“The level of hustle you need to be putting in is extreme… You need to be going to all the events, you need to be emailing all the right people, you need to have your acting perfect every single time, you need to be making great impressions,” Desmond said, describing the advice he received when entering the industry.
“You need to be doing all of the things all of the time, and only then will you have a chance of success. It’s a terrifying thing to say to a bunch of 22-year-olds who are just figuring out who they are as people, to say that you need to be perfect. And so that’s been really scary. But I’m, I’m hoping that there’s room for us to just be people too.”
For emerging artists, it feels as though even a slight fumble could invite an immediate exit. Despite that stress, Desmond noted that there are many extraordinary artists in the industry who have curated healthy, necessary conversations, and propped a door wide open for artists of all kinds. He has hope that will continue to give recent graduates the space to simply be people in the industry as well.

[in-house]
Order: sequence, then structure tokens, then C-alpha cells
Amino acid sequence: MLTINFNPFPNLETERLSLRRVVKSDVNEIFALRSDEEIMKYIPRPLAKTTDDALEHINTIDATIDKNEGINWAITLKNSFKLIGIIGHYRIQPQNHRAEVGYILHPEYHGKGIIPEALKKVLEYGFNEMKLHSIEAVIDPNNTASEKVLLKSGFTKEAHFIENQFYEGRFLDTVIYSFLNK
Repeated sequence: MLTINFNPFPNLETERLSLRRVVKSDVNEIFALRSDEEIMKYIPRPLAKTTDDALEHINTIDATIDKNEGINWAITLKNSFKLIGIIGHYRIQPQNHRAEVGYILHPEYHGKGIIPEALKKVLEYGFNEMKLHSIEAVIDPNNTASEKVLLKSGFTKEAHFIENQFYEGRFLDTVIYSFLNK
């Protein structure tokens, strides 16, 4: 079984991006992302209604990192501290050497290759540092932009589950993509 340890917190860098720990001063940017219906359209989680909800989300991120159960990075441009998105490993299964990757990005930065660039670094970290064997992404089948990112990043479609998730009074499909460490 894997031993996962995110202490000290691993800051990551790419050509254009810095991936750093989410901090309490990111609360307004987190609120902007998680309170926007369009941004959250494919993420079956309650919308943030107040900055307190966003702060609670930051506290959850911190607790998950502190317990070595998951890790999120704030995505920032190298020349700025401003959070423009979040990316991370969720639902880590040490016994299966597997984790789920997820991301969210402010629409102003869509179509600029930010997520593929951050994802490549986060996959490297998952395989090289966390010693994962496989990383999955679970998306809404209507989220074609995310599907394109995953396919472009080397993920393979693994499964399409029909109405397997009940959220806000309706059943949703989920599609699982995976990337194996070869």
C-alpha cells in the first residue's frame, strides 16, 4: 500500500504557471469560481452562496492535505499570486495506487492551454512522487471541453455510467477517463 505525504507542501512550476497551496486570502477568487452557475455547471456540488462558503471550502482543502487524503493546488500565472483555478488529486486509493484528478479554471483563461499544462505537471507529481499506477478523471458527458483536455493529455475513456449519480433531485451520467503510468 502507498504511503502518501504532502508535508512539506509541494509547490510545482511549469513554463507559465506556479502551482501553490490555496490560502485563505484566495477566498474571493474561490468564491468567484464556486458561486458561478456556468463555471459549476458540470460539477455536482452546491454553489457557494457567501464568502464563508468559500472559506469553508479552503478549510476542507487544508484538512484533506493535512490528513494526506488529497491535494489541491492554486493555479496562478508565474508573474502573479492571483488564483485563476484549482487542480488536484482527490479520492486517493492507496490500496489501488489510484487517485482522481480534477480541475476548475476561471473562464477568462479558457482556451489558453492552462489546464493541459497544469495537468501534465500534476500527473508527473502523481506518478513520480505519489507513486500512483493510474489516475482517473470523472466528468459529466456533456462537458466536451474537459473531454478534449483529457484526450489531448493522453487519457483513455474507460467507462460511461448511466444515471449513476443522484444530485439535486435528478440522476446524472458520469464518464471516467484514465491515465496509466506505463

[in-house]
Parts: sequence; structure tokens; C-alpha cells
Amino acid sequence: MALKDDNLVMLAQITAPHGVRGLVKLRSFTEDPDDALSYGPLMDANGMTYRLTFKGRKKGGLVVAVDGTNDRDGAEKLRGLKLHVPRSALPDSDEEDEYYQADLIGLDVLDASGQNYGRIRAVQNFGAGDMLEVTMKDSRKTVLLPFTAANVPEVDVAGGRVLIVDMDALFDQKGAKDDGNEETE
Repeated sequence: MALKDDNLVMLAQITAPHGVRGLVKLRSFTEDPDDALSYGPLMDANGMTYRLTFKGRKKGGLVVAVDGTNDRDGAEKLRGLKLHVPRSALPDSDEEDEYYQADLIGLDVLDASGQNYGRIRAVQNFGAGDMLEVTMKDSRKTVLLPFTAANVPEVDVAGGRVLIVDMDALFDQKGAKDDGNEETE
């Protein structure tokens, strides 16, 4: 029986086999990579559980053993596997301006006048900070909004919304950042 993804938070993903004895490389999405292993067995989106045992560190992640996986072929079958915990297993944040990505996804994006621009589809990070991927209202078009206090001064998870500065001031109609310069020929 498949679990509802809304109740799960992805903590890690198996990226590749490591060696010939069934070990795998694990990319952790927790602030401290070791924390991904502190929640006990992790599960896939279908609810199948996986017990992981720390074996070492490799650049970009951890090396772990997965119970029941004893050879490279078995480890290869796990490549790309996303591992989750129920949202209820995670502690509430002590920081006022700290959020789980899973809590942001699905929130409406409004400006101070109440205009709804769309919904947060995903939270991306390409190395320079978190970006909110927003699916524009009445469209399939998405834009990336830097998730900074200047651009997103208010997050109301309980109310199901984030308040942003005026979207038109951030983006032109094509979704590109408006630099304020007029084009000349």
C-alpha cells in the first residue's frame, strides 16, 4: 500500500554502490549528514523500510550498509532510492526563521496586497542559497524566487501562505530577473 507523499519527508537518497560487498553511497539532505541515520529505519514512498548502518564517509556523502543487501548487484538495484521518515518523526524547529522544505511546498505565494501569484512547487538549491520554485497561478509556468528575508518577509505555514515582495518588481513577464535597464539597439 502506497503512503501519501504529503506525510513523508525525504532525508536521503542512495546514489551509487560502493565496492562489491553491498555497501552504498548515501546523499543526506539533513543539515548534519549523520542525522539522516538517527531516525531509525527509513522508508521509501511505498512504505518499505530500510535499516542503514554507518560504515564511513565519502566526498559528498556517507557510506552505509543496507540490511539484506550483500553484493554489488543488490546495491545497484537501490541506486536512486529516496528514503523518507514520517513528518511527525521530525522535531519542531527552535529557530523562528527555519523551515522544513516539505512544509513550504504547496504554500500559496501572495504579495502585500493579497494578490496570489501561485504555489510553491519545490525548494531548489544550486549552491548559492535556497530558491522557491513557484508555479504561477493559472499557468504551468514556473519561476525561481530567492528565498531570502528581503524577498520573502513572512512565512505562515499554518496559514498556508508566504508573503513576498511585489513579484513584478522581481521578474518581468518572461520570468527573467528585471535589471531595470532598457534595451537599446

“I think of all the artists that I really look up to, and I don’t get a vibe of perfection,” he said.
“I get a very human energy coming from them… I think at the end of the day, being a good person and being true to yourself is really the end all, be all.”
Although fear may inspire one’s drive, the mindset that Desmond holds is that the combination of optimism and motivation can conjure a lot of beautiful art. At the moment, many recent graduates are pushing forward with that mentality. As a result, we’re seeing a plethora of original work and experimentation from young minds. I spoke with Desmond about his current plans and his vision for his future.